closeup of colorful vegetables fresh from Pamela Keene's garden - green beans, tomatoes

Colorful collection from Pamela Keene’s garden

As we move into August, most of us want to stay inside away from the heat and humidity, go boating to cool off and ignore the weeds. But let’s be honest; the garden beckons, whether you’ve planted vegetables, fruit or flowers.

Get out early in the morning to avoid the heat. It’s prime time for picking tomatoes, squash, beans, cucumbers, figs, plus perennials such as dahlias, roses, panicle and Annabelle hydrangeas.

Your tomatoes may look a little ragged with browning leaves inching their way up the plants, but as long as the temperatures have stayed around 90 degrees or below, you’ll still get a good yield. Same with other vegetables, such as beans, peppers and squash.

We’ve been harvesting our heirloom tomatoes as soon as they start turning a little bit of red. Cherokee Purple, which we started from seed back in the winter, is providing us with a bumper crop of “real” tomatoes. Add in Brandywine and Mortgage Lifter heirloom varieties, and lunches at Rose Lane often consists of BLT sandwiches; we’ve also had suppers of buffalo mozzarella, thick tomato slices with home-grown basil drizzled with thick balsamic vinegar.

We planted two newer cherry tomatoes ­– Midnight Snack and nutty-tasting Sun Sweet golden orange – and a yellow pear-shaped mini-tomato and have been rewarded with some of the best-tasting tomatoes ever.

Once you’ve grown heirloom varieties you’ll never go back to Better Boy, Celebrity or Beefsteak again.

This year has been another stellar one for food gardening. The key is regular picking and consistent watering to ensure another month or so of harvest. Remember to fertilize your vegetables regularly to increase your garden’s yield. Vegetables are heavy feeders; be sure to read labels for proper application rates. You can alternate between granular feeding and a liquid, such as Miracle Gro, using a hose-end sprayer.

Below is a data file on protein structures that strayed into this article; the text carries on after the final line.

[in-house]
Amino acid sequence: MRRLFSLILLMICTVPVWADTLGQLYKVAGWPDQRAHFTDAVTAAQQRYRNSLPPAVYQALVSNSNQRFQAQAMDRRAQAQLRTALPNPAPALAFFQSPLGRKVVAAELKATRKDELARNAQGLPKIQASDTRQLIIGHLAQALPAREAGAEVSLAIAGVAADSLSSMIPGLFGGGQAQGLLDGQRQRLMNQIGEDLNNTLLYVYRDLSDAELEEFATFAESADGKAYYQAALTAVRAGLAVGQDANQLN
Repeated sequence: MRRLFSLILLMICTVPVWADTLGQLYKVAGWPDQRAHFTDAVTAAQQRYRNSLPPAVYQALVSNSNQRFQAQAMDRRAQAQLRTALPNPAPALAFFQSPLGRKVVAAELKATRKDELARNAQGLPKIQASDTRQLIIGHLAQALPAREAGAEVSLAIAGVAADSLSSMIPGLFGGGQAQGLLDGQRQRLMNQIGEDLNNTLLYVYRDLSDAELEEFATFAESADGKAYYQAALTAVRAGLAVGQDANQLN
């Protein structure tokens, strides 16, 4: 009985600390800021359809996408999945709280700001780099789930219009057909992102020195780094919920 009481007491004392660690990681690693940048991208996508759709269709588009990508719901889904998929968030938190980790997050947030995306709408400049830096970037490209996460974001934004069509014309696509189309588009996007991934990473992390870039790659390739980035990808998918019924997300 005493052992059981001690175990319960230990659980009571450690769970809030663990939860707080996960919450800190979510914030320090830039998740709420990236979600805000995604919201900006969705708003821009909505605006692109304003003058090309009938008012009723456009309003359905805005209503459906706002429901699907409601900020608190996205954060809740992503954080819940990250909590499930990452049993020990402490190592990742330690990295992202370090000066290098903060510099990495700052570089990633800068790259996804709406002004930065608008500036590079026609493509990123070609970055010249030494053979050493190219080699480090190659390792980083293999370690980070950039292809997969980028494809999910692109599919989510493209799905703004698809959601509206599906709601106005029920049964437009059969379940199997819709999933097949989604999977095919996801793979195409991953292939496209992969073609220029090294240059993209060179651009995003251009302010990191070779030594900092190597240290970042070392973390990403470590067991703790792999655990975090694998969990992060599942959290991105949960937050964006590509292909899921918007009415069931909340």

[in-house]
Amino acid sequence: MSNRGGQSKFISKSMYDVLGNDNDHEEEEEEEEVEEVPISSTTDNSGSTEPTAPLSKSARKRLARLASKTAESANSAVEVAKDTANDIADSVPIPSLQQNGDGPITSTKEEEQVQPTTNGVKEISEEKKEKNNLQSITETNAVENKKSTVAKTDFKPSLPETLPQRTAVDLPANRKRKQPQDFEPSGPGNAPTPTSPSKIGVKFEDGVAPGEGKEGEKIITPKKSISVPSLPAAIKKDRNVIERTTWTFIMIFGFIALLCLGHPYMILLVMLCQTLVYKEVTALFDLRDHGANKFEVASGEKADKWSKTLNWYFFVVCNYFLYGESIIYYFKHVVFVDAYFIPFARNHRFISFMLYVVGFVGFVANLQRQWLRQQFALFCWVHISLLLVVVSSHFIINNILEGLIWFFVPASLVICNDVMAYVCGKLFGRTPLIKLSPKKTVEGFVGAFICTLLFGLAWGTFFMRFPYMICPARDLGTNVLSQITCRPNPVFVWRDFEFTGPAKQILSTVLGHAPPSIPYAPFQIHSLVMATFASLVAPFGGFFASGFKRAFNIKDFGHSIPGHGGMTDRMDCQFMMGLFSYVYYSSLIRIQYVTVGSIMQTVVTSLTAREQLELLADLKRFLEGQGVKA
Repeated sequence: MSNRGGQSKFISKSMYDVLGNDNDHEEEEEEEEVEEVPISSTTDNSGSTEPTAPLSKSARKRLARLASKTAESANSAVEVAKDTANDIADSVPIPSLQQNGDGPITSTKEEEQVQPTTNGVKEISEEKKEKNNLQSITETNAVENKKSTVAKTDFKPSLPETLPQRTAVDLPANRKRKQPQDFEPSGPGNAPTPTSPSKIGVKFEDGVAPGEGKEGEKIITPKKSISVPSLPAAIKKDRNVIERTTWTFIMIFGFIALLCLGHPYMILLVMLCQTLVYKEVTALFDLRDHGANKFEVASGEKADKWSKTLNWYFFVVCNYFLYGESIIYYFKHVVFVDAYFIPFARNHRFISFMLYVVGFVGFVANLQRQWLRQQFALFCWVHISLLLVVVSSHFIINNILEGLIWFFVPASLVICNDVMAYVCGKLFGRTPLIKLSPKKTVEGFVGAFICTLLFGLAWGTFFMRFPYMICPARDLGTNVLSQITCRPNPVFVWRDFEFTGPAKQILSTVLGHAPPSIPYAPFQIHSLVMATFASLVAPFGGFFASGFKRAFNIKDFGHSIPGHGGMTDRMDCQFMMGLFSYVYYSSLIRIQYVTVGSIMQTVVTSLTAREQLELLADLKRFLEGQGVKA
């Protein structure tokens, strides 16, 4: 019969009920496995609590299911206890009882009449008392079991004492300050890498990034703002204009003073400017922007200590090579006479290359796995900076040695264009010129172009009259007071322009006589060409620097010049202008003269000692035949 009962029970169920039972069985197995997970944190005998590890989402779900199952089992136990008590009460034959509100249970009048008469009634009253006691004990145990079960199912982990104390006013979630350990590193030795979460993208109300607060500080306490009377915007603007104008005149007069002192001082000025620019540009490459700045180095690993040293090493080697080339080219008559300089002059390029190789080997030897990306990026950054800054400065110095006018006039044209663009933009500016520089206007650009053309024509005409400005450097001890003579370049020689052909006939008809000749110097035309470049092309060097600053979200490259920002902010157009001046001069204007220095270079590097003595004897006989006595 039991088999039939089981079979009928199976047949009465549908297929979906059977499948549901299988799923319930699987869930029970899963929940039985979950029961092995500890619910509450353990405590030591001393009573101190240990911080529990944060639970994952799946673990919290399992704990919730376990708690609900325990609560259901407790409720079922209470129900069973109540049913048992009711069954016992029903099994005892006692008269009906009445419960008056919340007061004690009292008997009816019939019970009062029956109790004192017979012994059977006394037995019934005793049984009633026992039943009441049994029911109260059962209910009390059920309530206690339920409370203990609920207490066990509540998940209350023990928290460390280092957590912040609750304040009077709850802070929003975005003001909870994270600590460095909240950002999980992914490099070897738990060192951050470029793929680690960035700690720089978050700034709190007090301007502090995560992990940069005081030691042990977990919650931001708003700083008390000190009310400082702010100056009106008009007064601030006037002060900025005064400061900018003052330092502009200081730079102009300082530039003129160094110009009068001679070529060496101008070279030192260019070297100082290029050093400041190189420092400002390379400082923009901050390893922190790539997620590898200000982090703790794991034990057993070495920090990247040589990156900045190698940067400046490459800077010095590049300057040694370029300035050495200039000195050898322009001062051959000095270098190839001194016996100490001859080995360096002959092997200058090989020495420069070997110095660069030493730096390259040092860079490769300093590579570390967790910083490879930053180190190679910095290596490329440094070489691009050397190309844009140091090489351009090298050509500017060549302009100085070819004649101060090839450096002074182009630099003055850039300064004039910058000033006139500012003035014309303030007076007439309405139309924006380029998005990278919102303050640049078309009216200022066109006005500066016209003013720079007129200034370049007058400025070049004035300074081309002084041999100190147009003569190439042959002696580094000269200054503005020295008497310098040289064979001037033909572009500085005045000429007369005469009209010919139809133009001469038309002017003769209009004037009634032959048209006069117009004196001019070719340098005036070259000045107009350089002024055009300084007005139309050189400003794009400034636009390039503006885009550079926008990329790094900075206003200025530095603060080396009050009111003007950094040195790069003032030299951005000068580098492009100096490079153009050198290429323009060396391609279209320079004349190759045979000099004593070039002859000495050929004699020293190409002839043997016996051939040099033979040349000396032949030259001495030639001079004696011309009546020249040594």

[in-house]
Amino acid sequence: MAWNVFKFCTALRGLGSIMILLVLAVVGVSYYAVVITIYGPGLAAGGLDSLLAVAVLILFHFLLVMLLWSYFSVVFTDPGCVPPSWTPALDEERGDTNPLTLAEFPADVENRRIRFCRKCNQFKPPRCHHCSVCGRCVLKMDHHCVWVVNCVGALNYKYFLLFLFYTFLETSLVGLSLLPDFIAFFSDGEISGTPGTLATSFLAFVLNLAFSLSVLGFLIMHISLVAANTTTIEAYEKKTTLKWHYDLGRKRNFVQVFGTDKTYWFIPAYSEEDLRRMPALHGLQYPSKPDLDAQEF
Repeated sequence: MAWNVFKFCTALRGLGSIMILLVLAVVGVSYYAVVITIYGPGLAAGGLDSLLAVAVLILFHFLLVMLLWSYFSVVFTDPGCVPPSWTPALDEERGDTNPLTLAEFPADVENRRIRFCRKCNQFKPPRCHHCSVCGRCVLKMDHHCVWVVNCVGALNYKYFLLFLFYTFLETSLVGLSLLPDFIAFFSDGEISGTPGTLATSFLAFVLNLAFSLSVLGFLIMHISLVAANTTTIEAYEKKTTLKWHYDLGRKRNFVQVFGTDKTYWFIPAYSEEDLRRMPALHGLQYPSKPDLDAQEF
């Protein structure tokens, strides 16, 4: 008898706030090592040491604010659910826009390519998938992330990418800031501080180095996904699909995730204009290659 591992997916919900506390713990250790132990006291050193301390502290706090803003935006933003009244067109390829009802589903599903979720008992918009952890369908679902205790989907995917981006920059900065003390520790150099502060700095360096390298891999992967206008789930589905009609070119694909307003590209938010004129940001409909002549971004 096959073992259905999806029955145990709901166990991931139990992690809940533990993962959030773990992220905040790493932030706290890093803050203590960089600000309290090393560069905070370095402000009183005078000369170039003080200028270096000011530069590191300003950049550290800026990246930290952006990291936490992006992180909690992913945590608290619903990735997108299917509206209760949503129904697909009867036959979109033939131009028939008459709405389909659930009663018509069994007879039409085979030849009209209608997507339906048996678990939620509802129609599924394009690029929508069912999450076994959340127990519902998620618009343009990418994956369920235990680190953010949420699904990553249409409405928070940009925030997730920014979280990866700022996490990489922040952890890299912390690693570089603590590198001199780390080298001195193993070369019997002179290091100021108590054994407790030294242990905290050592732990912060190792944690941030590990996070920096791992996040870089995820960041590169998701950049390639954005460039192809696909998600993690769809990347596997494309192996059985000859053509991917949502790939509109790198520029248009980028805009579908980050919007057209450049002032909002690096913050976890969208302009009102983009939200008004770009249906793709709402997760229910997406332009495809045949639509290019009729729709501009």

In case anyone is wondering, we’ve far exceeded our haul of fresh blueberries this season. We’ve beaten our 100-pound record from 2020 by another 60 pounds. We’ve run out of freezer space, even as we regularly shared with friends.

While it’s too early to start cool-season crops, such as Brussel sprouts, broccoli, leafy greens or root vegetables, you can begin planning for your fall/winter garden. Browse through gardening and seed-source websites, like Burpee, Gurney’s, Park Seed or SeedSavers and pick out your fall favorites. By mid-September, you can sow seeds outdoors for most plants. Hold off until early October to sow your leafy greens, arugula, mesclun, butter lettuce and spinach.

Garden resources

If you’re into gardening, you probably know that Walter Reeves, the Georgia Gardener, retired from his long-time gig on WSB 95.5 about 14 months ago. Ashley Frasca, who also does traffic on weekends, has taken his place from 6 to 9 a.m. on Saturdays with Green and Growing.

Walter still espouses his wisdom on each show, usually from 6:30 to 7 each week with a feature called Walter’s Wonders. He usually picks a topical issue and shares his expertise.

Those of us who still need a regular “Walter” fix subscribe to his bi-weekly newsletter through Each issue is filled with timely questions and gardening tips. And if that’s not enough, Walter’s website is constantly updated with the latest in gardening news.

When it’s too hot to go outside, take a few minutes to check out Walter’s site and subscribe to his newsletter. With hyper-local gardening info, it’s good reading and it can also save you from making costly mistakes in your landscape while helping you maximize your investment of time.

Photo: by Pamela A. Keeene